Ten Years Ago, when Osama bin Laden seemed like he had a bloody sequel right around the corner, there was a TV show called 24. It tapped into the American id by deputizing its hero, Jack Bauer, as the nation’s antiterrorist: in defense of us, our freedoms, and Elisha Cuthbert. This fall, one of 24’s executive producers is bringing forth a new Showtime series called Homeland. It dispatches a hero to battle against Al Qaeda and the annihilation of America, too. The new show is as snug in its cultural moment as 24 was.
In Homeland, our hero is Claire Danes. She plays Carrie Mathison, a CIA agent haunted by clues she missed before 9/11. “Let’s just say that she’s a little...intense,” the character’s friend says. By day, Mathison snoops in ways even the Patriot Act doesn’t allow. By night, she slips on high heels to meet guys. She also adds a phony wedding ring so men won’t attach themselves and get in the way of her gumshoeing.
Mathison’s spidey-sense tingles when Marine Nicholas Brody (Damian Lewis), classified MIA, is discovered in Afghanistan eight years after he vanished. She gets a tip that Brody has been “turned” by an Al Qaeda leader. (The fiend is called Abu Nazir, whose name sounds vaguely like a dozen real terrorists.) From the moment Brody returns to American soil, Mathison tries to expose the war hero.
If this sounds like The Manchurian Candidate: Enduring Freedom Edition, well, it is. But Homeland has enough good stuff to feel fresh, including freakish timing. Executive producers Howard Gordon and Alex Gansa had already shot the pilot when bin Laden was geronimo’d. Gansa thought the show was doomed; Gordon, the 24 vet, knew they had it made. The antiterror roundup so easily (and willfully) forgotten by Americans was page one again.
“24 was born in the ashes of 9/11,” Gordon says. “This is a show that could only have taken place 10 years after.” Or as Gansa puts it, “24 was an action thriller about America’s mus-cular response to the towers coming down. This is a psychological response to where the country is post–Osama bin Laden’s death.”
Claire Danes is all psychological response. She has bleached blonde hair and a face that holds back a torrent of angst. Going back to My So-Called Life, Danes has always been a good worrier. Homeland ups the ante: Mathison has bipolar disorder and pops clozapine. For her character, Danes tells me, the threat of destruction “exists on both the micro and macro level.” Brody may blow up the U.S. Capitol—and her psyche may go to pieces. “She can’t ever take her own safety for granted,” Danes says.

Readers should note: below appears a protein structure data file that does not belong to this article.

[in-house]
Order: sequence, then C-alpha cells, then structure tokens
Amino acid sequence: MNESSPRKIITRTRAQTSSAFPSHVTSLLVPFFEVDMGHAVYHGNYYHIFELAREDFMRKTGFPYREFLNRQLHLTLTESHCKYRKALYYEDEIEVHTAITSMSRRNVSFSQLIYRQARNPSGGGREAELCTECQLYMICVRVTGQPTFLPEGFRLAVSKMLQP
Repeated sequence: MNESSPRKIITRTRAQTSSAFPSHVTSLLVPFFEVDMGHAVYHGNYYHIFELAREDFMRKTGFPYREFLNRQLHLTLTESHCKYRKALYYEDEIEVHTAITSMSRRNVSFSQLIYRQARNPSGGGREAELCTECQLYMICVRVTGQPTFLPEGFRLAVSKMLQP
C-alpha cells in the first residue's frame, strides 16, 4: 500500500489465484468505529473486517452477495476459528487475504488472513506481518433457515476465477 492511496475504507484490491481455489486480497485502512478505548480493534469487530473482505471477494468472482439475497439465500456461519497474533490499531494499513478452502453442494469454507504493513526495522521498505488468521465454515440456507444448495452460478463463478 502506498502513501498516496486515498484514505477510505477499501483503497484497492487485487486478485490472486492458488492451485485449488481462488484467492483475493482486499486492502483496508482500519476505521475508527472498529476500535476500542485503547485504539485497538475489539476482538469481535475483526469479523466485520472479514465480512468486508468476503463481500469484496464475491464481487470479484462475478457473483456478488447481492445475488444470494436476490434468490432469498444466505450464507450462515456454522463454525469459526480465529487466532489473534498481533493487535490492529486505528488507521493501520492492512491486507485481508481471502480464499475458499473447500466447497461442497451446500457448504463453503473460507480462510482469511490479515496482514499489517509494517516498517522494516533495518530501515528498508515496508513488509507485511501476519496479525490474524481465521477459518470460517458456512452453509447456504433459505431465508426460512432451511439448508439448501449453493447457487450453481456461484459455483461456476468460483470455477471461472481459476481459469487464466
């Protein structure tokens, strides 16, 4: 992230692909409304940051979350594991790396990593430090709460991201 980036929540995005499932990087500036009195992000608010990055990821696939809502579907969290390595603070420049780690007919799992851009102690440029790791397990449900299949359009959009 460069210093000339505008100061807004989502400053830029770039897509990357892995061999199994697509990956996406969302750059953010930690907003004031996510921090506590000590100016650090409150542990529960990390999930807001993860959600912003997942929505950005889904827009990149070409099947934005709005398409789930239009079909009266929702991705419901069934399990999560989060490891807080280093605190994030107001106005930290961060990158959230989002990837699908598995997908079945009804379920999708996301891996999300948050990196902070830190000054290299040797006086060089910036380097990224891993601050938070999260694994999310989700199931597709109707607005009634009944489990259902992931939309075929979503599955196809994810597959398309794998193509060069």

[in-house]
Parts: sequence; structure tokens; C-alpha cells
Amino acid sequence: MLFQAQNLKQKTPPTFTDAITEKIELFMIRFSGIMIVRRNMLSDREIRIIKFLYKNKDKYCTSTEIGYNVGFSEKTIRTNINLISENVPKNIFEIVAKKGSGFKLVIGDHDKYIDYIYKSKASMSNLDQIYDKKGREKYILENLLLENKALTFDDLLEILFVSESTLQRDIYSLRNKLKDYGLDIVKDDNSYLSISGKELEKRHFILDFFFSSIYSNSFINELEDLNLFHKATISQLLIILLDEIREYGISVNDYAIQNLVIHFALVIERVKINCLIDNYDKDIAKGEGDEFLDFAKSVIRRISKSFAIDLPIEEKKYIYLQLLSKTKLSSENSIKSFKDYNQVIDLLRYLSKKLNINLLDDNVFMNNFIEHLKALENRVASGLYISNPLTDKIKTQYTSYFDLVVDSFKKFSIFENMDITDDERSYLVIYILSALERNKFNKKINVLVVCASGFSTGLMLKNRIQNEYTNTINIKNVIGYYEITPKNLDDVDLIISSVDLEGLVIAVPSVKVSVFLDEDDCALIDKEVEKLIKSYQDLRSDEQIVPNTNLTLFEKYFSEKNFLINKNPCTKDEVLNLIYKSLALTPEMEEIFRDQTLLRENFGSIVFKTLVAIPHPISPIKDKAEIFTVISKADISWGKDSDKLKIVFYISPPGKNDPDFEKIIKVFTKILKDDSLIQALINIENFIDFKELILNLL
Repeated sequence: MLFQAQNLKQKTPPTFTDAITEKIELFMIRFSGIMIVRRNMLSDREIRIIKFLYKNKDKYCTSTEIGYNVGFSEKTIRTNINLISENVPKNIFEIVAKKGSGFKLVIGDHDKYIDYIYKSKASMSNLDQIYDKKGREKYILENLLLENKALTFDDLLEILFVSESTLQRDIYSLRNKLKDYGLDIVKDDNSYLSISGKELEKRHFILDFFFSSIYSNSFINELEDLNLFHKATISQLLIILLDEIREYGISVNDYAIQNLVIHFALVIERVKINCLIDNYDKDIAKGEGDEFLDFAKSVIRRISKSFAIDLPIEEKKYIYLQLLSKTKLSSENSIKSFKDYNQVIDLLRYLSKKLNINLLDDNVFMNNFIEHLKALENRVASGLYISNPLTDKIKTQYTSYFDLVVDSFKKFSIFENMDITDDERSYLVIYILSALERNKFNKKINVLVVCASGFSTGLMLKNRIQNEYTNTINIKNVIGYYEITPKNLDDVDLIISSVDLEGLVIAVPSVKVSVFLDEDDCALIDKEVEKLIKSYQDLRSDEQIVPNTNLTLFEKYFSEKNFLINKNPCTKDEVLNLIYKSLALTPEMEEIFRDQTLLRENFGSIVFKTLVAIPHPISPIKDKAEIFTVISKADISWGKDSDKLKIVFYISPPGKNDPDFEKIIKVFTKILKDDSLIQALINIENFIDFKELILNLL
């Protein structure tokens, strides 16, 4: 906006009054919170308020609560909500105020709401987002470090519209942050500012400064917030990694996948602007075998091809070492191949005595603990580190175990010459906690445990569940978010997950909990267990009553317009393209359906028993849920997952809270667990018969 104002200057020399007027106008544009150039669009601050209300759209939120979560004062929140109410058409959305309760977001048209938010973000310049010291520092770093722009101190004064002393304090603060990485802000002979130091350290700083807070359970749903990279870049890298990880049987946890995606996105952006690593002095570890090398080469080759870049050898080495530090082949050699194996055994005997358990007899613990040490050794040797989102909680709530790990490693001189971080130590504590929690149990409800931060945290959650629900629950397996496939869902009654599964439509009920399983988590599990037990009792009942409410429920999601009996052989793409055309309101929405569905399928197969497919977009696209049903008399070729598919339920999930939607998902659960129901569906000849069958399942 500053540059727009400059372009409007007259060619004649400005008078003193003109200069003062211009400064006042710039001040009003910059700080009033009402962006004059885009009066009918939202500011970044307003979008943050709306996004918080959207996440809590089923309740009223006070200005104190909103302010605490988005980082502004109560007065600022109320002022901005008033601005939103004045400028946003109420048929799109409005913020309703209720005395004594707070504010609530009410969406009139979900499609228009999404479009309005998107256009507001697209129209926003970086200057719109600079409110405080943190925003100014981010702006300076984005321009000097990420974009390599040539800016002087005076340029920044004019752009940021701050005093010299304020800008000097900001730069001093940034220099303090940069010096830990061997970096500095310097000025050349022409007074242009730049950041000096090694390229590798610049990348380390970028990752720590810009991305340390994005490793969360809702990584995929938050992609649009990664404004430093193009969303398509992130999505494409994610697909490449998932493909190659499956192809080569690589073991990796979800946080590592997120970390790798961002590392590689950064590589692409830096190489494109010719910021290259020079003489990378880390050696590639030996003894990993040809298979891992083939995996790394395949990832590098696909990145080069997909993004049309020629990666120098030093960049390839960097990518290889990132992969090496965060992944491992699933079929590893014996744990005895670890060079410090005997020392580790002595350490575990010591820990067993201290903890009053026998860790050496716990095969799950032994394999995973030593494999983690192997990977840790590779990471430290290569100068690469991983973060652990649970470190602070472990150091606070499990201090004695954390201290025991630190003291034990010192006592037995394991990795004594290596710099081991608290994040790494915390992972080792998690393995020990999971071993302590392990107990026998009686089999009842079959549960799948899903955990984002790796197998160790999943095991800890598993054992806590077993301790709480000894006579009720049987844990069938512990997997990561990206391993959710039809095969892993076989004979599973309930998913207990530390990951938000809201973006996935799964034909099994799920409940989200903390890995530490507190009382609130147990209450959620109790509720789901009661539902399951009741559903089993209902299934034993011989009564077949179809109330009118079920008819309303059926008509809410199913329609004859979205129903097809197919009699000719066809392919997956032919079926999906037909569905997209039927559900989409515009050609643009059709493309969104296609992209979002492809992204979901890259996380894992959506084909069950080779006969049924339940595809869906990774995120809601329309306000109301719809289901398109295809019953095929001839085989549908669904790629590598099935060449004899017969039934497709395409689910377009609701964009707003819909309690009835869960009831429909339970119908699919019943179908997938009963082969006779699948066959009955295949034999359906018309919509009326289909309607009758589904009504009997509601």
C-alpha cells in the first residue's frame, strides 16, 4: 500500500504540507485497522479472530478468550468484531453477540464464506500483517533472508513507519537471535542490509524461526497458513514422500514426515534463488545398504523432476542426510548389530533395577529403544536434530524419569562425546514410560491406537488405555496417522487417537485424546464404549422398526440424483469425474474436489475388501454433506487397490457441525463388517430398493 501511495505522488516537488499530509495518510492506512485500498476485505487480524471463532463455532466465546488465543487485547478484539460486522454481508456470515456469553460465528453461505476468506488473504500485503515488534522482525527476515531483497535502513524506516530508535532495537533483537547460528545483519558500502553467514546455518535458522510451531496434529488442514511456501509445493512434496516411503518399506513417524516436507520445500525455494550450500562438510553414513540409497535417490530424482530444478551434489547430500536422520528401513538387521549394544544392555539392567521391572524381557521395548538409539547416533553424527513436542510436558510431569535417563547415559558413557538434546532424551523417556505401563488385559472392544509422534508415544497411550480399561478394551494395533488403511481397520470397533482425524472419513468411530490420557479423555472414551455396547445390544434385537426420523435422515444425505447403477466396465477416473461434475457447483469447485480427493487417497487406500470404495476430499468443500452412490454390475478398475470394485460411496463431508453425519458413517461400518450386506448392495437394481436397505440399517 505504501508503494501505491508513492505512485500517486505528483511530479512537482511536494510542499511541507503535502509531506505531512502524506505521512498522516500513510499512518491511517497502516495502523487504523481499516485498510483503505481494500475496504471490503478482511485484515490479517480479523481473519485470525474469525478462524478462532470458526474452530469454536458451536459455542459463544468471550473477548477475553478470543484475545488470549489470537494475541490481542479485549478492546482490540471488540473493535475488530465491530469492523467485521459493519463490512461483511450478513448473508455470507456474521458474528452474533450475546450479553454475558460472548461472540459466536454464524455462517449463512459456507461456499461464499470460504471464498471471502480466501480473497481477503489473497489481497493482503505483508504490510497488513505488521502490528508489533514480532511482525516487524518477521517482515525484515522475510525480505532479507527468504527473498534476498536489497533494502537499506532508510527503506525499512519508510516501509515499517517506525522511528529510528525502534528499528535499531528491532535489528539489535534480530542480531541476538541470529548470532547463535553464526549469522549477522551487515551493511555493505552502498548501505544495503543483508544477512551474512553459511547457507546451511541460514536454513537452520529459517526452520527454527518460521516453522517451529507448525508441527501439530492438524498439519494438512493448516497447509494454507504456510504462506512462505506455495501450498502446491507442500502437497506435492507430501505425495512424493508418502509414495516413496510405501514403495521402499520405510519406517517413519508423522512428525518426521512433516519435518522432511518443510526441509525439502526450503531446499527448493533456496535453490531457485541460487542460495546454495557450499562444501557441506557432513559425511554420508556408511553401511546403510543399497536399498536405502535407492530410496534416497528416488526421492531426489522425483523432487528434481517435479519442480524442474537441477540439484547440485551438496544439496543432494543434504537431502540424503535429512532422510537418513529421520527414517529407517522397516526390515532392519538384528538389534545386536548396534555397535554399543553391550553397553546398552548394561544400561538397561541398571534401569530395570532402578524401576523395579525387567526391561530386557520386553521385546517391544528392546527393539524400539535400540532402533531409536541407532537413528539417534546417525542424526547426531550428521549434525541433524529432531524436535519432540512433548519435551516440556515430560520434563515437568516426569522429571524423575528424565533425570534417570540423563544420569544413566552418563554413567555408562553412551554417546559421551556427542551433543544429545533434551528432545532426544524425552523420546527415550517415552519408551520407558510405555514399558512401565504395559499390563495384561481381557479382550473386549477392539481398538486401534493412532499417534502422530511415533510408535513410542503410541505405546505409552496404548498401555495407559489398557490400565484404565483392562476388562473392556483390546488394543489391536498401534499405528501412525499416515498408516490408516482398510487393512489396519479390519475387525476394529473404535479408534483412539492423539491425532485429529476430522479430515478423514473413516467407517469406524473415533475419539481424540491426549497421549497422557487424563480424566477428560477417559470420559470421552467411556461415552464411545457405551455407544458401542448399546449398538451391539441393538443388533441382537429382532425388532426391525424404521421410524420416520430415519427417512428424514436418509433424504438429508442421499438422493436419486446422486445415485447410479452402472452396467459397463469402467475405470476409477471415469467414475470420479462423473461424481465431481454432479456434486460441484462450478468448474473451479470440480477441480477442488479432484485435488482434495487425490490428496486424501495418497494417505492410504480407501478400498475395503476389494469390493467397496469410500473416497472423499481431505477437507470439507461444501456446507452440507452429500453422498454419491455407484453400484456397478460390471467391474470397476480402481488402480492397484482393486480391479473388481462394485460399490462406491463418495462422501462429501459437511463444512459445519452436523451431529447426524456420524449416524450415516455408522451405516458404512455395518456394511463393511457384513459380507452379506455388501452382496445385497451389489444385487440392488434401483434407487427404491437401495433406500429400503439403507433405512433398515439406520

But Damian Lewis is Homeland’s standout. A British redhead that got a run here in The Forsyte Saga and the short-lived Life, he looks like an all-American boy put through the ringer—a Norman Rockwell teen with too many miles on the tires. When he reunites with his wife (Morena Baccarin) and kids, the scene is near perfect. A smile spreads across Lewis’s face gradually, and then it grows as big as a clown’s—we see his brain reactivating in fits and starts. (His jitters could also indicate someone back in Afghanistan is pulling the strings.)
After eight years in captivity, Brody must relearn his life. How to pose in a family photo. How to chug beer with his Marine buddies. How to...have sex with his wife. During their first time, he’s like a dog just let out of the kennel—it’s a hammering, revolting performance. Brody’s face is aghast. That wasn’t what it was supposed to feel like...
What separates Homeland’s moment from 24’s? First, the era of Jack Bauer’s torturing, muscle-flexing Americanism is over. “We don’t dictate law to the Iraqis anymore,” Mathison is told by a superior. When Mathison illegally bugs Brody’s house, she’s treated like a semi-mad woman, not a do-anything defender of national security.
Second, there’s a different urgency. “Does anyone still remember the war on terror?” Frank Rich once asked in a column about 24. The year was 2005. In 2011, the amnesia is even more widespread. Mathison’s job doesn’t feel like a superhero call. It feels like a lonely mission. You feel for her—and every CIA watchman who’s doing her work. We see the strain on Brody and Mathison’s faces: fear, paranoia, and just plain exhaustion. Homeland is poised to be a riveting study of our long hangover.
The pilot’s cliffhanger has Brody standing in front of the U.S. Capitol, perhaps admiring his target. But the most compelling thing isn’t what’s going on in Brody’s brain. It’s what happened to all our brains during the war on terror. It’s the kind of question Jack Bauer never had a free second to consider.